“It wouldn’t be wise to have them wrestling up with high-schoolers, because there is a big difference in the age and maturity gap, a huge jump,” said Curley. “But it’s great because you’re not thrusting these kids into these huge and meaningful matches. They’re getting that extra year of drilling and learning moves, of getting adjusted to the sport’s culture.
“It really depends on the maturity level of the kid. At the seventh-grade level, you’d like for them to start training, but competing at the high school level might be asking a little too much,” said Curley, who referenced recent Royal alum Dean Nemeroff, another six-year wrestler who capped off his career with a state championship.
“With those three guys — Dave, Chris and Matt — you were able to see right away that they were physically and mentally capable, that they loved the sport, and they loved being in the room, drilling and training.”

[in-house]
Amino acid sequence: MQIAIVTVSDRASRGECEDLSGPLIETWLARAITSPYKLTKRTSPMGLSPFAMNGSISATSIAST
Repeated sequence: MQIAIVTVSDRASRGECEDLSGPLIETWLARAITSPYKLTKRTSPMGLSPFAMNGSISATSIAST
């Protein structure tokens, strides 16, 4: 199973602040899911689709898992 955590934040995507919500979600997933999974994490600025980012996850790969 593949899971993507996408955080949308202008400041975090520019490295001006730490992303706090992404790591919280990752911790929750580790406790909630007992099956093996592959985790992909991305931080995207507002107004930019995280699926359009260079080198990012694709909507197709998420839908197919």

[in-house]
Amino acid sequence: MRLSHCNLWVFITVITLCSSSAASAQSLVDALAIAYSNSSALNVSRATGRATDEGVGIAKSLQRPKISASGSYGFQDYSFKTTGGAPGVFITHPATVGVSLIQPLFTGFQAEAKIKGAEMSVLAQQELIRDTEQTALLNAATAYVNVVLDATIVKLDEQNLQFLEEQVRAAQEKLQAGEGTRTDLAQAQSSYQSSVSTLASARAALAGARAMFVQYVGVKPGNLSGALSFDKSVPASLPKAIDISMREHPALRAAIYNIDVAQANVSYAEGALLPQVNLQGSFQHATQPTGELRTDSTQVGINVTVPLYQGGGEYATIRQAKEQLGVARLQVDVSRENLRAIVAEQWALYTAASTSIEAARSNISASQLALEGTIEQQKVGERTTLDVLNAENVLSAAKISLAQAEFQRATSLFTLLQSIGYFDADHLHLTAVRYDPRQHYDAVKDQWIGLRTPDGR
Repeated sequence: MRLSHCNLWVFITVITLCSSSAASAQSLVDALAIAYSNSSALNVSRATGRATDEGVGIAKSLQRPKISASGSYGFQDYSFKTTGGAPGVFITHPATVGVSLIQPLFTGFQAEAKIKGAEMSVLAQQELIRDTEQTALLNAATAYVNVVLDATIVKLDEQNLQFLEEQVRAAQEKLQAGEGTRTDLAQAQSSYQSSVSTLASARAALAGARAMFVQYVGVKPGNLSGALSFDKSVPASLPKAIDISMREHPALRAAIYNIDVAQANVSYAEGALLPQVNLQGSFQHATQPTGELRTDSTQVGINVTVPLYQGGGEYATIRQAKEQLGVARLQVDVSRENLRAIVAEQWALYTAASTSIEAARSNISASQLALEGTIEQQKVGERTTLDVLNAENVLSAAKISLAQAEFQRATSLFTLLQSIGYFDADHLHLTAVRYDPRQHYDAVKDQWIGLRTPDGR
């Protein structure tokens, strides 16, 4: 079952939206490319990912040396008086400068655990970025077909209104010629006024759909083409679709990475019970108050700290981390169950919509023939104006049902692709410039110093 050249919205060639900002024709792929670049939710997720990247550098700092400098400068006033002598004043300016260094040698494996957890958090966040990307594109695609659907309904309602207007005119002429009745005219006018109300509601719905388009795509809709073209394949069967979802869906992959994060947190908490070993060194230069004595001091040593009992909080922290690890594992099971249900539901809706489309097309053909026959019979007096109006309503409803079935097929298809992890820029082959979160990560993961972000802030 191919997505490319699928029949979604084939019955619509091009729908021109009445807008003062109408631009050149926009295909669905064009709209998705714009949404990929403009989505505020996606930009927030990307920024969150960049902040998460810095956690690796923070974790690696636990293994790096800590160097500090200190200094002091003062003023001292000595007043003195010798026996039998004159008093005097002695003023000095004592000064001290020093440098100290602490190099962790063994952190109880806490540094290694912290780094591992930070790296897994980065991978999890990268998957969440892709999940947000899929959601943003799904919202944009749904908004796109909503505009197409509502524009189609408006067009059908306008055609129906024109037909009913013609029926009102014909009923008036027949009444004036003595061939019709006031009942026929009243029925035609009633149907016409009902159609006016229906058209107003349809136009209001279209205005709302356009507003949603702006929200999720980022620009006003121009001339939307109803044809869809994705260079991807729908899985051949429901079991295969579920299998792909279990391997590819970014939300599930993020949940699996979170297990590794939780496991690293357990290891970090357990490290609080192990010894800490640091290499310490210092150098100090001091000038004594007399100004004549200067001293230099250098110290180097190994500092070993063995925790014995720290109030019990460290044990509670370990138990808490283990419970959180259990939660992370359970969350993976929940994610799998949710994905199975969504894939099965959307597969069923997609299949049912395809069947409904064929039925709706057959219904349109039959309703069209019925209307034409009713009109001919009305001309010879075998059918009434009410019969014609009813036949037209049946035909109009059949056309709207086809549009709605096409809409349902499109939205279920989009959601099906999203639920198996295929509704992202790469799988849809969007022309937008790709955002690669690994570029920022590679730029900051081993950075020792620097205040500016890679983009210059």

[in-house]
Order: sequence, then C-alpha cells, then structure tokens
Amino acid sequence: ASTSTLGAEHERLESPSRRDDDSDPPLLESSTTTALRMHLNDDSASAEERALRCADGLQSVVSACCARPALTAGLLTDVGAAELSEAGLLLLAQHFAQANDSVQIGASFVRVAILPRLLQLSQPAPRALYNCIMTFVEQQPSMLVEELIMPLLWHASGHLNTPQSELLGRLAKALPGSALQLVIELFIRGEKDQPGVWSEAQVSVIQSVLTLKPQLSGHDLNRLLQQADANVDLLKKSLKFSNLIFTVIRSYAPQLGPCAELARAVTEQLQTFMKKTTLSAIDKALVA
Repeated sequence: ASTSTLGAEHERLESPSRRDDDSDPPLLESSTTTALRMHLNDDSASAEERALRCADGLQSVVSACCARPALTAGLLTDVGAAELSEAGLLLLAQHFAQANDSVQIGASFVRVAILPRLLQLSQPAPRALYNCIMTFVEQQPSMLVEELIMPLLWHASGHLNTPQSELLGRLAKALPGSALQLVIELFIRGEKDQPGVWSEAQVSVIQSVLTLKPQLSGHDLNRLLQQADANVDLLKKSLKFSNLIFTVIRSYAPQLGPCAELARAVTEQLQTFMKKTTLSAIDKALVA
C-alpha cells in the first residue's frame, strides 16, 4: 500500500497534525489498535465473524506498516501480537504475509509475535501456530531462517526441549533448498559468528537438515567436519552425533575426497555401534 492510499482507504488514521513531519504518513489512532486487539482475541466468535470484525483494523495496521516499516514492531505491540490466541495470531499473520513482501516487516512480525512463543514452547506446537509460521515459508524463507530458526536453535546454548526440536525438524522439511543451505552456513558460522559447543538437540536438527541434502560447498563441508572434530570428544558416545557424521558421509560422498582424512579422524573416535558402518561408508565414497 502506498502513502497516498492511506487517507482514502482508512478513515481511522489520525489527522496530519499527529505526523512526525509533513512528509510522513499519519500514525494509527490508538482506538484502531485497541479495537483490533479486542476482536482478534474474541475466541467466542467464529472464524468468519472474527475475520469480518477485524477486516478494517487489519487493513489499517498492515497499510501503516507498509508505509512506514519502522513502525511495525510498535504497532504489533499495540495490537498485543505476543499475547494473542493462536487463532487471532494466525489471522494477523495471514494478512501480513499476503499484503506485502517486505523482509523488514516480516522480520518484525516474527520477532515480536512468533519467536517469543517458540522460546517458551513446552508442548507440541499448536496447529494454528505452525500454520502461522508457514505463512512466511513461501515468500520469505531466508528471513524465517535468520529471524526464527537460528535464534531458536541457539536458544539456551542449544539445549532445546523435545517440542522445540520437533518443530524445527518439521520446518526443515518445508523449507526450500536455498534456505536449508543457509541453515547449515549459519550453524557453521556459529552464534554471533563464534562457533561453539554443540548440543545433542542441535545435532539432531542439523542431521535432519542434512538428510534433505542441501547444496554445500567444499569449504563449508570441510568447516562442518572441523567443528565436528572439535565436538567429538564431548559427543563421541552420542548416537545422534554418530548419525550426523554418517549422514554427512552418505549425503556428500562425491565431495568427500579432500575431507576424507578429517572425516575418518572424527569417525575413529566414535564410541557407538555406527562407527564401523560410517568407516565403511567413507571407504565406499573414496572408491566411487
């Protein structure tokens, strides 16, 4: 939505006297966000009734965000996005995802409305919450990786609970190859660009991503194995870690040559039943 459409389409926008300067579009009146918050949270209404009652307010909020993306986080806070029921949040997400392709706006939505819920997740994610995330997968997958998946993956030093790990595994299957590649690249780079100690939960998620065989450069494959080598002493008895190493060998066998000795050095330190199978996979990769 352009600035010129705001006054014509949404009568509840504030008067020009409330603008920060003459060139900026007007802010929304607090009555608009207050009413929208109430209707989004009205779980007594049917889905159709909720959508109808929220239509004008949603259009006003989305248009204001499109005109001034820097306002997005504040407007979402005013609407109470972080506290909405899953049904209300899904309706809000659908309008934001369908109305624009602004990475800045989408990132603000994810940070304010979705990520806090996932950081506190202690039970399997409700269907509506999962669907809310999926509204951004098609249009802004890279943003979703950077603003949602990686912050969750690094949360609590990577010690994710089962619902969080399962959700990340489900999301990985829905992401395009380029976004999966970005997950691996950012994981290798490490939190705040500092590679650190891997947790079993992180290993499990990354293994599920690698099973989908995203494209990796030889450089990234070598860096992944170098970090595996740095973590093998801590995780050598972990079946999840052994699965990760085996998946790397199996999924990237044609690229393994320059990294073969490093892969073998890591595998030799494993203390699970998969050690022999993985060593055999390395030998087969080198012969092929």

For these two senior captains, experience is everything, and their first order of business is carrying on the tradition of Royal leadership.
“Now that I’m a senior, it allows me to look back at all of the captains before me. I can take their best traits and then share them with the underclassmen on this team,” said Paquette, who’s looking to have a huge final season after missing the vast majority of last season with a pair of ankle injuries.
“Just like how the past seniors made me feel welcome, I want to do my best to make these guys feel like they’re a part of the team, always cheering them on during the match, giving them advice, working with them and training them in the right way — whatever will help.”
Friends since the first grade, it’s no wonder that Ingraham and Paquette are looking at this season with a similar mindset.